Help with Spill Plans, CWA Issues, What Nutrient Density Means to GHGs, and Converted Vegetarian

Spill Plan Help: You are likely aware of the controversy over whether or not to include milk as a regulated substance in the Spill Prevention Control and Countermeasure (SPCC) rules.  While this is an important issue, what cannot be “lost” in the process is the current requirement for SPCCs at many farms (based on oil and fuel storage alone).  To encourage compliance with the SPCC rules, The National Milk Producers Federation (NMPF) recently announced the release of an “industry specific” SPCC self-certification template for dairy producers. The template can be found at

Regardless of the Environmental Protection Agency’s current considered extension and potential for exemptions, and whether you can self-certify your SPCC or you need an individual plan certified by a Professional Engineer, compliance with the current SPCC rules should be a priority issue.  The costs for noncompliance (financial and otherwise) are too great.  If you have specific questions relating to the SPCC rules, you can contact Christopher Paré ( or Matthew Schroeder ( at 248.932.0228.  

Comment on CWA: We were recently asked to contribute an article to Manure Manager in regard to the potential impact of the recent Clean Water Act (CWA) Ruling.  If you would like to read this article, you can find it here.

Additionally, we encourage you to become familiar with S. 1816 introduced by Senator Cardin relating to the Clean Water Act.  This is potentially VERY significant as it relates to the Clean Water Act, not just for the Chesapeake Bay Area. 

Nutrient Density and GHGs: The final issue we wanted to mention relates to Global Climate Change.  As you are aware, there has been plenty of press on this issue over the last few years.  Livestock agriculture has been on the receiving end of bad public relations as it relates to this issue, much of it beginning with the 2006 UN report Livestock’s Long Shadow. Dr. Frank Mitloehner (Professor at the University of California, Davis) later criticized this report because the UN looked at the lifecycle analysis for agriculture’s impact, but did not do the same for Transportation.  Livestock agriculture is still fighting an uphill battle as it relates to their real “carbon impact.”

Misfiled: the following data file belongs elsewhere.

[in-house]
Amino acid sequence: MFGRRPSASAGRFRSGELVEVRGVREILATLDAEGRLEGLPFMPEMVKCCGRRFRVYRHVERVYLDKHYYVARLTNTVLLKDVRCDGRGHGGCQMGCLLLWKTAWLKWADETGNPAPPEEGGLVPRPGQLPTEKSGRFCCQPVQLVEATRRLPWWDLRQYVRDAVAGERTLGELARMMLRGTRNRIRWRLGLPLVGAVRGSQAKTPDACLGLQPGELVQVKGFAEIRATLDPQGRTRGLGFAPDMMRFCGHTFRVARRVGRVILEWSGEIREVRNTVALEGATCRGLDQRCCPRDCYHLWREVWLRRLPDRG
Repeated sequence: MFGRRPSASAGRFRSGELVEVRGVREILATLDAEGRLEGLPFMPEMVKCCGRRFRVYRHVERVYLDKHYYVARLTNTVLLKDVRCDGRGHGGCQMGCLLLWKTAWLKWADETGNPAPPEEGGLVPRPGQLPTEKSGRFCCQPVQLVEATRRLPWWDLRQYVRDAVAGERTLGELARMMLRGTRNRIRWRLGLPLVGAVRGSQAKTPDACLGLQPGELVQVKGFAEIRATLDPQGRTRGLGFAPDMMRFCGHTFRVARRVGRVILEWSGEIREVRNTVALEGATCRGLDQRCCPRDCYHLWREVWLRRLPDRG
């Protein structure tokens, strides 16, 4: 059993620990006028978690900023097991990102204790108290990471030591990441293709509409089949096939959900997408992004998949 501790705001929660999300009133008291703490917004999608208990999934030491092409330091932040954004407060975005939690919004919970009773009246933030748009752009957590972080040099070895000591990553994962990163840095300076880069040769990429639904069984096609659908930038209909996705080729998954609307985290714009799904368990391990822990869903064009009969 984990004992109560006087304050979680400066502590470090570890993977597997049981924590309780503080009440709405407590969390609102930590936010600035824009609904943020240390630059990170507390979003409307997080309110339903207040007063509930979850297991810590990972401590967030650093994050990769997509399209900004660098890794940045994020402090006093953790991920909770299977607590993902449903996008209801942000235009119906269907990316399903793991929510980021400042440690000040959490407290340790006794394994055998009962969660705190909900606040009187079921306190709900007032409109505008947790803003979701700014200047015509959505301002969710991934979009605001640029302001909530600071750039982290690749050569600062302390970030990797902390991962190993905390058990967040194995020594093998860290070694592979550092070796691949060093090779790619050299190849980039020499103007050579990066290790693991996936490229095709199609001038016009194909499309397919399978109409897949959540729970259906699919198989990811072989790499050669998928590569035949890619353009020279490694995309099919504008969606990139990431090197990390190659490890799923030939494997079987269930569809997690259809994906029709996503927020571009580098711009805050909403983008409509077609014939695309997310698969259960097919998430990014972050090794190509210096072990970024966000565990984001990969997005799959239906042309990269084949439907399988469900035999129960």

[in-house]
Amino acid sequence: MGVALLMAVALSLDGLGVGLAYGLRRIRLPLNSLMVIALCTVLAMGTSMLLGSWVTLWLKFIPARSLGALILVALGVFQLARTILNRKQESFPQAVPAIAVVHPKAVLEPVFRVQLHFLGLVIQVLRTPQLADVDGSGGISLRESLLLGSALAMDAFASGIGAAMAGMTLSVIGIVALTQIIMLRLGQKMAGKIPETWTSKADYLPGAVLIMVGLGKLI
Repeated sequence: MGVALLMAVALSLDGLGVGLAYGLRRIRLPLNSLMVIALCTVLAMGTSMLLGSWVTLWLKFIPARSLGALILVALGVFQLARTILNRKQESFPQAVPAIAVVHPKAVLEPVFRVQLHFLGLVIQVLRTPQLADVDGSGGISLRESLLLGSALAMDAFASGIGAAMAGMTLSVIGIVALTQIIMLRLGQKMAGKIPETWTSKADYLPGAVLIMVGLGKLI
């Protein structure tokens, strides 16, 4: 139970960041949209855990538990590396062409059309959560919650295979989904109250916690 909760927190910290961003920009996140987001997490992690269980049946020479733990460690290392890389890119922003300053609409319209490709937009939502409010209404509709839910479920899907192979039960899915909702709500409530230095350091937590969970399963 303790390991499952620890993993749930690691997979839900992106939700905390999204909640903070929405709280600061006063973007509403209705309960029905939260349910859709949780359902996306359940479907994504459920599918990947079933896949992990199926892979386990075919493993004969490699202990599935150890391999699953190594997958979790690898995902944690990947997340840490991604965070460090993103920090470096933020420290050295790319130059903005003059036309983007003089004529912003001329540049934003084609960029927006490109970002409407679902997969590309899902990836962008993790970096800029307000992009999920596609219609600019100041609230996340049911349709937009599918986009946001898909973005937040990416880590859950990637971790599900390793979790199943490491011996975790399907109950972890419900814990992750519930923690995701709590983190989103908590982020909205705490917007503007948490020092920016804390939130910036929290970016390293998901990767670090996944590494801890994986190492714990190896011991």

This said, a recent study (Nutrient density of beverages in relation to climate impact) looks at nutrient density of beverages in relation to climate change and provides some additional insight in the debate over climate change. According to the report, “This study is the first to estimate the composite nutrient density, expressed as percentage of Nordic Nutrition Recommendations (NNR) for 21 essential nutrients, in relation to cost in GHG emissions of the production from a life cycle perspective…” 

The article, while positive for the dairy industry, does have limited application based on the test parameters. Nevertheless, it appears to be a good scientific assessment that may help clarify this often times controversial issue relating to global climate and agriculture.  You can read the article here

Former Vegetarian Hippie Says Eat Meat: One more final point is this story we found interesting. In the early 1970s a young vegetarian hippie, Simon Fairlie, was faced with a dilemma, what to do with the male goats on the communal farm.  They were not good for milk – the answer: goat stew.  Mr. Fairlie has some unique viewpoints and while not exactly an advocate for today’s large farm, Mr. Fairlie provides an interesting perspective on the issue of farming and the consumption of meat as part of our diets.  His book, Meat: A Benign Extravagance, should be an interesting read.  To read a recent article about Simon Fairlie in “Mail Online” click here.


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